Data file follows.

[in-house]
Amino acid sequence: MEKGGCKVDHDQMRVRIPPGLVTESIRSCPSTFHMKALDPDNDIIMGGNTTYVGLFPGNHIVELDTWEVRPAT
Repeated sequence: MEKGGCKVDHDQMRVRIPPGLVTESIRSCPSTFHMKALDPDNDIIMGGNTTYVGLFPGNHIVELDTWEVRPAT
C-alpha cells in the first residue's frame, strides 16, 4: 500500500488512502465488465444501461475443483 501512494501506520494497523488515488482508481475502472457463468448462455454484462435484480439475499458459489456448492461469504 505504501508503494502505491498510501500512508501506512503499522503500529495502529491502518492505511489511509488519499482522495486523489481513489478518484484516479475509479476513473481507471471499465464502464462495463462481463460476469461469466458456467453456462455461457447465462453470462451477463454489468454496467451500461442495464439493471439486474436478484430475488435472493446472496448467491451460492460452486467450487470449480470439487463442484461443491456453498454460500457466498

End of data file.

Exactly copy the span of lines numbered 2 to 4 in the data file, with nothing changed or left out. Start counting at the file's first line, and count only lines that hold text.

Amino acid sequence: MEKGGCKVDHDQMRVRIPPGLVTESIRSCPSTFHMKALDPDNDIIMGGNTTYVGLFPGNHIVELDTWEVRPAT
Repeated sequence: MEKGGCKVDHDQMRVRIPPGLVTESIRSCPSTFHMKALDPDNDIIMGGNTTYVGLFPGNHIVELDTWEVRPAT
C-alpha cells in the first residue's frame, strides 16, 4: 500500500488512502465488465444501461475443483 501512494501506520494497523488515488482508481475502472457463468448462455454484462435484480439475499458459489456448492461469504 505504501508503494502505491498510501500512508501506512503499522503500529495502529491502518492505511489511509488519499482522495486523489481513489478518484484516479475509479476513473481507471471499465464502464462495463462481463460476469461469466458456467453456462455461457447465462453470462451477463454489468454496467451500461442495464439493471439486474436478484430475488435472493446472496448467491451460492460452486467450487470449480470439487463442484461443491456453498454460500457466498